We are writing to express our views on the upcoming vote by the Faculty Senate on GW’s Sexual Harassment Policy. Contrary to many students’ statements in Monday’s Hatchet article (“Students Define Sexual Harassment,” April 16, p. 3), the definition of sexual harassment is not ambiguous. The revised policy uses the Equal Employment Opportunity Commission and Department of Education’s definition of sexual harassment and conforms to the Supreme Court’s definition of sexual harassment as conduct of a sexual nature that is “severe, perverse and objectively offensive.” Nothing in this definition limits academic freedom of discussion.
Sexual harassment is not the discussion of sexual matters but is conduct that creates an “intimidating, hostile or offensive academic or work environment.” The policy clearly protects academic expression intended to contribute to “academic inquiry, education or debate on issues of public concern,” and states that academic freedom is a “preeminent value of the University.” These issues can in no way be misconstrued as sexual harassment. Professors will still have the ability to decide the content of their lectures without exempting unlawful classroom conduct from the policy.
The revised policy is balanced and will protect everyone. Having both an informal and formal process maximizes the policy’s effectiveness. The informal process allows students to come forward without feeling intimidated. Students should feel comfortable bringing a complaint, but the process should filter legitimate complaints from incidents misconstrued as sexual harassment.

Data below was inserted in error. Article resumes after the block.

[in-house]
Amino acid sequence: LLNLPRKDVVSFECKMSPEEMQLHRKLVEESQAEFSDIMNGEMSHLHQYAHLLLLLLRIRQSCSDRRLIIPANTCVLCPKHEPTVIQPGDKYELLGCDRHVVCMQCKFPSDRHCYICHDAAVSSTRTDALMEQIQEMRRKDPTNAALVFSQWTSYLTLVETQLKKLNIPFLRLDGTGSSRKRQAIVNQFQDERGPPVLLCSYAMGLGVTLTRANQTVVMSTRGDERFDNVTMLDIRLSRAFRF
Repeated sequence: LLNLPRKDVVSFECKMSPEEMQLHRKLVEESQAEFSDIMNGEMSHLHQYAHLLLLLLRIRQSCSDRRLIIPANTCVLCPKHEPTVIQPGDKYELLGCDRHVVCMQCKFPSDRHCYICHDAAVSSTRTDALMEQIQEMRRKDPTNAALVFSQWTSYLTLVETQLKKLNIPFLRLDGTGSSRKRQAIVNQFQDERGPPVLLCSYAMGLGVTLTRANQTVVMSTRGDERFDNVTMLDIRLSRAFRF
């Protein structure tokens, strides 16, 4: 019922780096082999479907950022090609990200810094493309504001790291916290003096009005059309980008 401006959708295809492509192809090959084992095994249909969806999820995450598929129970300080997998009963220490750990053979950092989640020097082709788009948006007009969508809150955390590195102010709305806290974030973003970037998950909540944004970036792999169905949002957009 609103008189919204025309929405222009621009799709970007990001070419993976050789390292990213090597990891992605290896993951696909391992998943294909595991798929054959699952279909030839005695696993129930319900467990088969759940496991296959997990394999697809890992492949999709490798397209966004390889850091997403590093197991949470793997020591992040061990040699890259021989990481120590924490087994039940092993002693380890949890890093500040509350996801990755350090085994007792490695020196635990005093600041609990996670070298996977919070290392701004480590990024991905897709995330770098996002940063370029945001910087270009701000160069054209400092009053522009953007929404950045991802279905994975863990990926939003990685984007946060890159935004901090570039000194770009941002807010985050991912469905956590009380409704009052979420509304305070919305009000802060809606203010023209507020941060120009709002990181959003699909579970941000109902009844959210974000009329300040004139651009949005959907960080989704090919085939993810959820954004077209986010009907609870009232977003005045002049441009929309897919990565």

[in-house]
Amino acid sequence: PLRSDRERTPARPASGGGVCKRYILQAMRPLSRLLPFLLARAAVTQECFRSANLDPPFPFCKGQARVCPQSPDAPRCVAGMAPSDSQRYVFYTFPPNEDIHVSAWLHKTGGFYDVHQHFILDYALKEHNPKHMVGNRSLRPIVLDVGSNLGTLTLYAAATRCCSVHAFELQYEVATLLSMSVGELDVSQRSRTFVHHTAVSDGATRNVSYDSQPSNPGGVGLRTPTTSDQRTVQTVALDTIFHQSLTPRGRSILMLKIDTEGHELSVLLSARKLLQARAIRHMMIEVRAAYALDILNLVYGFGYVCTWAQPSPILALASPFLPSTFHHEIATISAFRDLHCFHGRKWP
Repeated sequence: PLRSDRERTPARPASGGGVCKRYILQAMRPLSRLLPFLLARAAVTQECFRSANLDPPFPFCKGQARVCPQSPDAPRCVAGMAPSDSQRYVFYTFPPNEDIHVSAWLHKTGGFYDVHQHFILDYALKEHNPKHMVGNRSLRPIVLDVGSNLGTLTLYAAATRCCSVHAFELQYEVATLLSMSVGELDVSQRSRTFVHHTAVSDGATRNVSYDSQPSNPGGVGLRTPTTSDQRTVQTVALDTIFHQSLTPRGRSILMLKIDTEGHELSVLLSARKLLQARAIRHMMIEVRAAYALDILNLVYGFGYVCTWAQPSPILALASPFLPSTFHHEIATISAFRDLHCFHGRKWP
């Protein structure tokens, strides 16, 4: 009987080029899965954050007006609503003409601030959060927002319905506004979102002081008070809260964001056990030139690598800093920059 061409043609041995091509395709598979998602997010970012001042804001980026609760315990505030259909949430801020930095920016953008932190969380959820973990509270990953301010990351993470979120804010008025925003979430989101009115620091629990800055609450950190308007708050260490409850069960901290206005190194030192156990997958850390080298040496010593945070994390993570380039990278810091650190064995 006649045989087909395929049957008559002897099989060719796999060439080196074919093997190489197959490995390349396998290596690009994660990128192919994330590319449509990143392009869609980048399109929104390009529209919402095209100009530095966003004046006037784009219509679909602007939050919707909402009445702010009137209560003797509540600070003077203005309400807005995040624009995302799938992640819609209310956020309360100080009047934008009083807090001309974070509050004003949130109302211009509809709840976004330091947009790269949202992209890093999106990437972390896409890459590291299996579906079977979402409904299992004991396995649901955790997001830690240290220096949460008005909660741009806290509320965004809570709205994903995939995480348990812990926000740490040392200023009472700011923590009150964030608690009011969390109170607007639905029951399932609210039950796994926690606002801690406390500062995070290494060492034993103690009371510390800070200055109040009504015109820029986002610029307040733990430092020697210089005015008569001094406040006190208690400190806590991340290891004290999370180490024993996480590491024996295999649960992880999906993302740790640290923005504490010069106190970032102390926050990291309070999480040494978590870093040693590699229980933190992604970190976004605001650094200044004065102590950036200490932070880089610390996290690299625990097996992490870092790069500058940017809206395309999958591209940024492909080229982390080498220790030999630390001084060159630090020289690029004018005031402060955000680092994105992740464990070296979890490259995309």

Additionally, anonymity allows for resolution through mediation where the coordinator would forward his or her findings to a responsible official rather than provide a formal report. If the parties involved are not content with the informal procedure, any of these persons may implement a formal process that includes full disclosure of all information. Defendants do have full access to information once a formal complaint is made.
The revised policy is comparable to those of other schools like Princeton and Stanford universities. GW should follow their lead. Being that this matter concerns both students and faculty, both parties should have a say in the wording and implementation of the policy. We urge President Stephen Joel Trachtenberg to immediately institute the policy and review its effectiveness in five years.
-The writers, both sophomores, are officers of the GW Feminist Majority Leadership Alliance.